Tag Archives: I Have

I Think I Have Cornu Cutaneum

In which you grow a horn, not like a goat, but more like a rhinoceros 

-itching                         -skin growths

-tenderness                        -warts
-skin discoloration        -horn

Doesn’t it always happen at the worst time? Your big job interview. The crucial first date with that cute girl from the gym. That indictment hearing for massive corporate fraud. You think you’ve got everything under control: the right suit, reservations at a trendy Thai restaurant, falsified expense accounts. Then you look in the mirror on the big day and – boom – you’ve got a horn on your face

Since horns can sometimes grow to several inches in length, they’re pretty hard to cover up. You can try to explain that it’s just a hard, dense, pointy overgrowth of keratin (the same material found in your hair and nails), probably the result of a minor tumor from being in the sun too long, but what does it matter? A horn is a horn

While you can grow a horn anywhere on your body, they tend to grow more often on the face and hands. The tumors that cause these horns are usually benign, but not always. So while the horn is not technically a health risk, it may speak of a bigger problem. The horn is technically dead material, so it can be easily shaved off by a sterile razor blade, but depending on the type of tumor at the base of the horn, further treatment may be required (radiation, chemotherapy, surgery)

To prevent horn growth, stay out of the sun. Use lots of sunscreen. Keep away from radiation. If you notice any strange growths or discoloration of the skin, have them looked at by a dermatologist or a zoologist

The pictures of people with actual horns were horrific, so I chose a more majestic horned creature instead


I have Cornu Cutaneum

Or maybe it’s just one massive zit…

Nope. Definitely Cornu Cutaneum


***Disease breakdown and general humor care of Dennis DiClaudio’s The Hypochondriac’s Pocket Guide to Horrible Diseases You Probably Already Have


Leave a comment

Filed under Uncategorized

I Think I Have Hyperexplexia

Because everything, everywhere, is always shocking

Quiz Yourself:
-Are you easily startled? Most definitely
-Do loud noises cause you to recoil more than they should?
 Loud noises, soft noises, simple touches – I’m a complete mess
-Do your muscles ever clench so tightly that you become all but paralyzed?
-What was that noise?
AHHHHHH! Don’t scare me like that!

A sudden loud noise, someone jumping out at you, a polar bear falling through the ceiling and into your living room – all of these things are likely to startle you. And your blood pressure shoots up, you scream, “Ah! A polar bear!” These are all very natural responses to unexpected and irregular stimuli.

But what if your reaction to unexpected and irregular stimuli was a little more…exaggerated? What if every time a door slammed shut, you jumped into the air and jerked your limbs wildly? What if every time the salesman at the clothing store appeared from behind a rack of coats to wish you happy shopping, you screamed bloody murder? What if every time your wife reached out to lovingly touch your shoulder, you froze stiff as a board and tipped over like a falling redwood?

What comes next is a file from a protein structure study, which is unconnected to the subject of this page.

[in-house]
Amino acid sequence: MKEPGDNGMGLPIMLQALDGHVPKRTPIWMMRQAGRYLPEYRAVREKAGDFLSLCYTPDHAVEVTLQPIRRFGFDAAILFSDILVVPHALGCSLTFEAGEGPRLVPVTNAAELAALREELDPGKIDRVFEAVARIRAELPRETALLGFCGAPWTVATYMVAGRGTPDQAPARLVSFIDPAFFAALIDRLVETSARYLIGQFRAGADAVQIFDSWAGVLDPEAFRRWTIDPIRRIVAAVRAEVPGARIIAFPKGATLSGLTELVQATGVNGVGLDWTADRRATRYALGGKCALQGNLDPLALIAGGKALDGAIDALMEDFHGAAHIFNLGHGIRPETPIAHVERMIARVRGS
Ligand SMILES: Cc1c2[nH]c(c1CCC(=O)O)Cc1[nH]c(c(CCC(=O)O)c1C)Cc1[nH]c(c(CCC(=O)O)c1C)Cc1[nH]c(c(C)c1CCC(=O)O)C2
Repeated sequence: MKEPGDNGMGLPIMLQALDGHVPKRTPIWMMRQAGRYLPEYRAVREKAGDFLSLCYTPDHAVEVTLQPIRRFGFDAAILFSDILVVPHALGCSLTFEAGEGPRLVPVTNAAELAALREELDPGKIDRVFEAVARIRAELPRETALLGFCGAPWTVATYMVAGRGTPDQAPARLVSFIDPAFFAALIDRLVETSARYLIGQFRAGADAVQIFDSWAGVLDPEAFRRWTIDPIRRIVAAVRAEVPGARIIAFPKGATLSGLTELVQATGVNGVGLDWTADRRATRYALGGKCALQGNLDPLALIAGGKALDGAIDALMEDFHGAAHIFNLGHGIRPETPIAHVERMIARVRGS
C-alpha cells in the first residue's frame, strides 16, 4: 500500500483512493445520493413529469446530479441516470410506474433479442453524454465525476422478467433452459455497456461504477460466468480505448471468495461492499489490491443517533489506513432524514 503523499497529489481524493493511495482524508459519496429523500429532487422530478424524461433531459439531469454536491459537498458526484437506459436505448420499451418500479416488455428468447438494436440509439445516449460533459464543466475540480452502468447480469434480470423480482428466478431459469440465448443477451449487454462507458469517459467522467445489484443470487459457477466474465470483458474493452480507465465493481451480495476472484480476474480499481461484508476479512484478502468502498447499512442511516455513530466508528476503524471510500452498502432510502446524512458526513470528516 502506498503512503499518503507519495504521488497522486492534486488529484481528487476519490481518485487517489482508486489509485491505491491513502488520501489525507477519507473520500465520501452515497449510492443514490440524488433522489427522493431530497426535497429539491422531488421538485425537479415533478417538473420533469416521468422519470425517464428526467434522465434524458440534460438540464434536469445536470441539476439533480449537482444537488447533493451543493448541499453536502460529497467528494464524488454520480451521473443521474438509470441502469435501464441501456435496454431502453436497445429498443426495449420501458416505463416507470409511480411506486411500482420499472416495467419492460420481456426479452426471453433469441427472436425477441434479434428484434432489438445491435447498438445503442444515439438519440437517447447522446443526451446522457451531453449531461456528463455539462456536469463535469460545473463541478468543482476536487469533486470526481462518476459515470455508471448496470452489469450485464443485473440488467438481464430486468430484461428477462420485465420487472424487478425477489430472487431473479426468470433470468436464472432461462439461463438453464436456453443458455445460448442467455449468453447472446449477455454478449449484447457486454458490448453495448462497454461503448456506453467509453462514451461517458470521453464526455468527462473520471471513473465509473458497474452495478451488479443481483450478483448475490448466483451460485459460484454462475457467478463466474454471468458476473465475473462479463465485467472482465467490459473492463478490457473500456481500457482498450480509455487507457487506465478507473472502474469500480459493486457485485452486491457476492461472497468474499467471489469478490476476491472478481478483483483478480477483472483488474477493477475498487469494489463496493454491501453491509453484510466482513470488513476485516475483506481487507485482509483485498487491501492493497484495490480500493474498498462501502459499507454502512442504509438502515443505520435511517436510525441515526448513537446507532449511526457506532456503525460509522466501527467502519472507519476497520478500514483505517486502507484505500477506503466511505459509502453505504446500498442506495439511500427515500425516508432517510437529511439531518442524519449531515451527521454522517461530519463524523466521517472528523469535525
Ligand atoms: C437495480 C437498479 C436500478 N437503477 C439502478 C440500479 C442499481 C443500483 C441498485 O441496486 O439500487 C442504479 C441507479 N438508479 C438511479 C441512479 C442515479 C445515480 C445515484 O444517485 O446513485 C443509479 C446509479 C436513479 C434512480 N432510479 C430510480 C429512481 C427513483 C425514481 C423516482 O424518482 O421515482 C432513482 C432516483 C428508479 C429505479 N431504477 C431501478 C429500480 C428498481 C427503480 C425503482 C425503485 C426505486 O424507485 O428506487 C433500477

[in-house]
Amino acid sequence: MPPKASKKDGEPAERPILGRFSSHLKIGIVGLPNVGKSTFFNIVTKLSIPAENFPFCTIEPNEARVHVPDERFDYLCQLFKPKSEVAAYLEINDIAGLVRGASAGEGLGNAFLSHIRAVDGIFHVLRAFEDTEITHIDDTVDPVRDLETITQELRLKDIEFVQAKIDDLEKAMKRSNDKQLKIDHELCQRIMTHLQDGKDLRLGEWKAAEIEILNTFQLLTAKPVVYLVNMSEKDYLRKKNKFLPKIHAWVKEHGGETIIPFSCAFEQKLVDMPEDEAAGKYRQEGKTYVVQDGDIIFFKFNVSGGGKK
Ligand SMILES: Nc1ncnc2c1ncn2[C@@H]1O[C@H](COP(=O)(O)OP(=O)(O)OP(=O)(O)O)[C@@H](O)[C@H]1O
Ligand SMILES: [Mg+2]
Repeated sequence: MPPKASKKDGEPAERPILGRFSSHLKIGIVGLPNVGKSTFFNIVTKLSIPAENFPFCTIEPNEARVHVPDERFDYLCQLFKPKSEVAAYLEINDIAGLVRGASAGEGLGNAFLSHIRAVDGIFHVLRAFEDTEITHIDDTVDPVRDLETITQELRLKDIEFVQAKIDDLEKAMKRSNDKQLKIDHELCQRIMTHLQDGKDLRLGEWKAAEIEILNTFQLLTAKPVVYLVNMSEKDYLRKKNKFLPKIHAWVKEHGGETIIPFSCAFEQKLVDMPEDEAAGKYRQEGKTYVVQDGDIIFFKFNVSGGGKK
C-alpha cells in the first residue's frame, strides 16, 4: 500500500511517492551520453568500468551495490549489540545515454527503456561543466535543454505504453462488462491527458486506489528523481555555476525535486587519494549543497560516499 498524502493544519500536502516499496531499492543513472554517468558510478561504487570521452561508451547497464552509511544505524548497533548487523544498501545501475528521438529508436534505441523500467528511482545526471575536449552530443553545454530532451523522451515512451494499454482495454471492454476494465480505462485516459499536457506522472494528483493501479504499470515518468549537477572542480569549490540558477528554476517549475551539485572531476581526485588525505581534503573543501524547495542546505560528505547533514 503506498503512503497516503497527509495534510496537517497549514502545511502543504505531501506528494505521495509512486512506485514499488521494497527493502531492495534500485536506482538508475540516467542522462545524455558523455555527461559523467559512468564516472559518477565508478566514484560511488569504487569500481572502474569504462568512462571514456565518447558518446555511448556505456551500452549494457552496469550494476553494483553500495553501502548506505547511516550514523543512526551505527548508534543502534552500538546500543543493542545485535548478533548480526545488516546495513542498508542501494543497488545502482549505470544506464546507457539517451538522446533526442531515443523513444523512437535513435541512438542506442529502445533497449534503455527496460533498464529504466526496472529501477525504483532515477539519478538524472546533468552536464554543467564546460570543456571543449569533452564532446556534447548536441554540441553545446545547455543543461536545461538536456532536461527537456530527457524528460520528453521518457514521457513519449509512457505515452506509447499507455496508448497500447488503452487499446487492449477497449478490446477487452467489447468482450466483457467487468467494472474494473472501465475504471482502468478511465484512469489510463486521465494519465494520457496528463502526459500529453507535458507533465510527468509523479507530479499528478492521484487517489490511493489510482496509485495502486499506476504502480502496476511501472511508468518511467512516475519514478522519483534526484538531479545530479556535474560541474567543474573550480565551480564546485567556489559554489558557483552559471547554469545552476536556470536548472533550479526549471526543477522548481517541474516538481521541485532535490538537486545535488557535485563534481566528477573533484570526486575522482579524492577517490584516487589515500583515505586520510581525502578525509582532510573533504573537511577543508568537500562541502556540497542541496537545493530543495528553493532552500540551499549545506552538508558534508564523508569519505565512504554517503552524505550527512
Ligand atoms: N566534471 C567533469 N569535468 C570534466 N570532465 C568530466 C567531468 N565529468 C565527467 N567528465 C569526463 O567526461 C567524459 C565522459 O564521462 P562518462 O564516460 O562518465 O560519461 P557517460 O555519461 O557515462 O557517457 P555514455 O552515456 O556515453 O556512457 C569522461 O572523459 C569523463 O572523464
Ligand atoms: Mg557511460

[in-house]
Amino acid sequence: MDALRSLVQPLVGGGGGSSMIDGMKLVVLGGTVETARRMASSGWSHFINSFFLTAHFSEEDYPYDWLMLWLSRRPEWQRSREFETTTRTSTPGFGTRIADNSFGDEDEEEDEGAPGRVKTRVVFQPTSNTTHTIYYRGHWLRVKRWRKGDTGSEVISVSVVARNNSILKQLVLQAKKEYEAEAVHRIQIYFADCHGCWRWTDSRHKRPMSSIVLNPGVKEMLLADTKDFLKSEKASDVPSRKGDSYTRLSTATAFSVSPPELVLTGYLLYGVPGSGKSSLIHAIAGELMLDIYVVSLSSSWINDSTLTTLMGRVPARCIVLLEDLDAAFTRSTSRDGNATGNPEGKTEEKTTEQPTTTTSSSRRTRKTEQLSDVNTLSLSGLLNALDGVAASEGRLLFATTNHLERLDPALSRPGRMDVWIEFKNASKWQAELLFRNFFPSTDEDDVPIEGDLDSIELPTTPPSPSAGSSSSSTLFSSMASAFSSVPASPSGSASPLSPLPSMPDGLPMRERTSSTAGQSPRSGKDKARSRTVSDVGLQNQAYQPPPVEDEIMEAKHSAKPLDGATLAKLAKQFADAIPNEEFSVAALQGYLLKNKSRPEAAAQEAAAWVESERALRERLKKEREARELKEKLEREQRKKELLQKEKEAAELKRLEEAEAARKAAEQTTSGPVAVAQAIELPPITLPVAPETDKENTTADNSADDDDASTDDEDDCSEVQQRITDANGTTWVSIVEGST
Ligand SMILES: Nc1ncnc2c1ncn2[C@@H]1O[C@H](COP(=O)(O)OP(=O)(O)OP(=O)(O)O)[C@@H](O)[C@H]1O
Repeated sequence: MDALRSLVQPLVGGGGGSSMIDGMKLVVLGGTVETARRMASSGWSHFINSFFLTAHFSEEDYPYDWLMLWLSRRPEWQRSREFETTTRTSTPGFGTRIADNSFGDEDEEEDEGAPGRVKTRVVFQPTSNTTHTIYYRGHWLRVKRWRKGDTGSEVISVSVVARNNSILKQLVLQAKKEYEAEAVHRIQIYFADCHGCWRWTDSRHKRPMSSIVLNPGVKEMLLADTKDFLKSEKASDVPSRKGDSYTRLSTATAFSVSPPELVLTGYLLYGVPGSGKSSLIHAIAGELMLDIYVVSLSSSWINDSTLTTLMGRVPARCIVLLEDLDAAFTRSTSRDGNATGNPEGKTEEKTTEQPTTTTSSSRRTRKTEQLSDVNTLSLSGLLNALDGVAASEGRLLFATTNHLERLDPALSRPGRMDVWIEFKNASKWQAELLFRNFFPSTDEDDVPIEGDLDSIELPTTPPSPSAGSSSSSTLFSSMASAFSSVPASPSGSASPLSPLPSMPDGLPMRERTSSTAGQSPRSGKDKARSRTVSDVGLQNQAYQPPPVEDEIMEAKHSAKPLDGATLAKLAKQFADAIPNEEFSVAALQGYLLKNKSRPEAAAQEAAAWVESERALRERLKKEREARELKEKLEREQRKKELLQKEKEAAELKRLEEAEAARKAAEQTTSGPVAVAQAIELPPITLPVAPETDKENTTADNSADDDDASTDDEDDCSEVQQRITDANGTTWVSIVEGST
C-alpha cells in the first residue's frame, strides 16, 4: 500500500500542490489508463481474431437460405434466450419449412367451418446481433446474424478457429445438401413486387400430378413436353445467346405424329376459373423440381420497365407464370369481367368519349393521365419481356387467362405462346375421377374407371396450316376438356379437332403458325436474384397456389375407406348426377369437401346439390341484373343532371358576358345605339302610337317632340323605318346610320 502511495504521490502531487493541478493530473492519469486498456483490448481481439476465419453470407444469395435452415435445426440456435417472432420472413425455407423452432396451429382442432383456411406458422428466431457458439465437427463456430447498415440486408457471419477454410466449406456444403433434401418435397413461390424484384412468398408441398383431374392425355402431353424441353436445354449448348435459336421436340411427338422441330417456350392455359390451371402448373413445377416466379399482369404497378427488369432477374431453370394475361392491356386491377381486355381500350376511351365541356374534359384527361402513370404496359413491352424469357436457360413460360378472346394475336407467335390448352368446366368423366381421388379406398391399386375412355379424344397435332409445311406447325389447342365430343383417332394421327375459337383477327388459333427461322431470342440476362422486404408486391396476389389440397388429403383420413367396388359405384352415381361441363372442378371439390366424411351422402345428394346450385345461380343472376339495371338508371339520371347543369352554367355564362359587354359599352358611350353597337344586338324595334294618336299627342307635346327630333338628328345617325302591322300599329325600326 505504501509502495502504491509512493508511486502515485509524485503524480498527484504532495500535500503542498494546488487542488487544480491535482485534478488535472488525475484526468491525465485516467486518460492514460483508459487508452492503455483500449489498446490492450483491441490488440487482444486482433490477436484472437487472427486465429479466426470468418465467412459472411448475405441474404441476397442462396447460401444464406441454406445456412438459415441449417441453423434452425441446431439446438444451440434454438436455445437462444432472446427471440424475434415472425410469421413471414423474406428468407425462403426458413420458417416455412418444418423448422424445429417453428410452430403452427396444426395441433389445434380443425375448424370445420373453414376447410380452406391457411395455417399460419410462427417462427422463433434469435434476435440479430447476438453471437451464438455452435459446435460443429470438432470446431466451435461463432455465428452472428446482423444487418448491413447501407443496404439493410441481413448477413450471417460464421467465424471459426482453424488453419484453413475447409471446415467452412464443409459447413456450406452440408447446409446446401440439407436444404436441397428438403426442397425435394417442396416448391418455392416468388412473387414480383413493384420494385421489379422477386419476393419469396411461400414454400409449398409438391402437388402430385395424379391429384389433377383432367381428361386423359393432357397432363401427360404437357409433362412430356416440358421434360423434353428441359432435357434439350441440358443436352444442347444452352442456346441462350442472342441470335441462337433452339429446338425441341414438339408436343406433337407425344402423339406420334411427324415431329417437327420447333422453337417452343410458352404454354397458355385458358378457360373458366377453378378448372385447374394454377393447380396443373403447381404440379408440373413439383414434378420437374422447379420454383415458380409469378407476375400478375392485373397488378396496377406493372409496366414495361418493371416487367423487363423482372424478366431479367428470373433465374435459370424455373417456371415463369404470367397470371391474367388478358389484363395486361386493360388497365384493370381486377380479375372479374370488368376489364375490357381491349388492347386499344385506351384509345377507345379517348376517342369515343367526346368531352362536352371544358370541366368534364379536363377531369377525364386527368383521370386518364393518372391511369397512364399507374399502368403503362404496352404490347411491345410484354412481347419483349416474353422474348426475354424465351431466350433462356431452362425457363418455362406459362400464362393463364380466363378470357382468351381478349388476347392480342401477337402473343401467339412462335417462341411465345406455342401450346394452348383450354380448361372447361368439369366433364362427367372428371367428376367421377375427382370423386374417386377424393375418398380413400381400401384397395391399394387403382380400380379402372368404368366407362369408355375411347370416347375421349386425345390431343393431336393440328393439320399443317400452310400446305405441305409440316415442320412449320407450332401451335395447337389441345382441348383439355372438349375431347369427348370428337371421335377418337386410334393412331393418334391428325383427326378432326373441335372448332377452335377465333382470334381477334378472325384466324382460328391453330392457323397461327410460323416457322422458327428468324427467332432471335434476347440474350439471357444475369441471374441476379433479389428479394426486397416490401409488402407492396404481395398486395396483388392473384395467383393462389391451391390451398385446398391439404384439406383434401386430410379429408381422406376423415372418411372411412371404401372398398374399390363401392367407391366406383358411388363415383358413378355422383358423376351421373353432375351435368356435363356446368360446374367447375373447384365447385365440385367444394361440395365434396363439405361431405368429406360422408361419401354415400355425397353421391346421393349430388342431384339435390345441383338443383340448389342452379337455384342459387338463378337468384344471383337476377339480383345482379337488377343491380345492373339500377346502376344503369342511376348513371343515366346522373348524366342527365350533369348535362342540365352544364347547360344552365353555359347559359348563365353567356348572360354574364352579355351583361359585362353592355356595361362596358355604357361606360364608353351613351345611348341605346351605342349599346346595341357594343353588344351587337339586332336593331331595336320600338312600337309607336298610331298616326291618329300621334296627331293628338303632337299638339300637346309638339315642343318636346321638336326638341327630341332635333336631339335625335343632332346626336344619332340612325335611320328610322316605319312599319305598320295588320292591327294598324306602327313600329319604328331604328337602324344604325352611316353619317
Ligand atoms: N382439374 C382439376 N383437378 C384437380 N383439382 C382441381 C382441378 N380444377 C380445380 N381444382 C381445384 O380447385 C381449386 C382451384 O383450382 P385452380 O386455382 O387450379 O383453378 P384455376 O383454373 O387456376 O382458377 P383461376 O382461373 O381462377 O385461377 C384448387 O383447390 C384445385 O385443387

That would be hyperexplexia. And for people who suffer from it, even the smallest of shocks, the lightest of touches will cause an incredibly overblown reaction. In rare cases, the stimulus will cause your muscles to clench up so tightly that you can’t move. You can’t balance yourself. And then comes the slightest breeze and…timber!

Hyperexplexia is a genetic neurological condition, which means that when you hear a door slam, even your DNA gets scared. There is no cure for it, but anti-anxiety and anti-spastic medications may be prescribed to make symptoms more tolerable. And you should probably avoid places like Count Dracula’s Bloody Hellhouse of Horror and Freakatorium

The Witch: A fellow Hyperexplexia sufferer


I have Hyperexplexia

Or maybe…well. Umm. It could be that…erm

You know what? This one is actually plausible. I might really have this.



**Disease breakdown and general humor care of Dennis DiClaudio’s The Paranoid’s Pocket Guide to Mental Disorders You Can Just Feel Coming On

Leave a comment

Filed under Uncategorized

I Think I Have Encephalitis

In which your brain swells up inside your skull


-fever                                –disorientation
headache                    -seizures
loss of appetite         -hearing loss
fatigue                           -hallucinations
lethargy                        -double vision
nausea                          –memory loss
sensitivity to light   –confusion

Have you ever bashed your foot so bad that the skin beneath your ankle grew taut over blood-swelled muscle tissue and you could feel its flesh pressing tightly against the fabric of your shoe? Well, imagine that your foot is your brain and you shoe is your skull. That’s encephalitis

It is an inflammation of the brain. Your brain literally swells up inside your head and it occurs when a virus or bacterial infection in your body spreads to your brain. If you get a bad case of it, the likelihood that you will die is…well, likely. If you do not in fact die, it is possible that you will have lasting brain damage from the pressure of your brain pushing against your skull. And if THAT doesn’t happen, you also have the possibility of getting a neurological disorder (like akinetic mutism). If none of that happens, you will recover. Congratulations